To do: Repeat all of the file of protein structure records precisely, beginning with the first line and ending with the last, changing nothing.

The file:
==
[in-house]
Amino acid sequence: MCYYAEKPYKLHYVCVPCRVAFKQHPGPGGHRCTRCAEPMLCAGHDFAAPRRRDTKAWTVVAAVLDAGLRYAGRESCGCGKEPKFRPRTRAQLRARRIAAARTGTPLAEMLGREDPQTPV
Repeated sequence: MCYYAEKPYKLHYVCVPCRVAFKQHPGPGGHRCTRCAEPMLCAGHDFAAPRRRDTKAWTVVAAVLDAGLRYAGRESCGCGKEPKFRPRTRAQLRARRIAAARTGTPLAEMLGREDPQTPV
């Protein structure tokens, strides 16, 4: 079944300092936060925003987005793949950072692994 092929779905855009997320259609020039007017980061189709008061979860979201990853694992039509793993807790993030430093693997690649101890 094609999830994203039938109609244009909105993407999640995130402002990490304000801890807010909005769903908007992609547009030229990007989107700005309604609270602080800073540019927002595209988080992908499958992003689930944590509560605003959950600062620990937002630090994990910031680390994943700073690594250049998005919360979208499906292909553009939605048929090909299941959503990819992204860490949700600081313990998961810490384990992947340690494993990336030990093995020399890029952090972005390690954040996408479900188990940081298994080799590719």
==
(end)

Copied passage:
[in-house]
Amino acid sequence: MCYYAEKPYKLHYVCVPCRVAFKQHPGPGGHRCTRCAEPMLCAGHDFAAPRRRDTKAWTVVAAVLDAGLRYAGRESCGCGKEPKFRPRTRAQLRARRIAAARTGTPLAEMLGREDPQTPV
Repeated sequence: MCYYAEKPYKLHYVCVPCRVAFKQHPGPGGHRCTRCAEPMLCAGHDFAAPRRRDTKAWTVVAAVLDAGLRYAGRESCGCGKEPKFRPRTRAQLRARRIAAARTGTPLAEMLGREDPQTPV
């Protein structure tokens, strides 16, 4: 079944300092936060925003987005793949950072692994 092929779905855009997320259609020039007017980061189709008061979860979201990853694992039509793993807790993030430093693997690649101890 094609999830994203039938109609244009909105993407999640995130402002990490304000801890807010909005769903908007992609547009030229990007989107700005309604609270602080800073540019927002595209988080992908499958992003689930944590509560605003959950600062620990937002630090994990910031680390994943700073690594250049998005919360979208499906292909553009939605048929090909299941959503990819992204860490949700600081313990998961810490384990992947340690494993990336030990093995020399890029952090972005390690954040996408479900188990940081298994080799590719």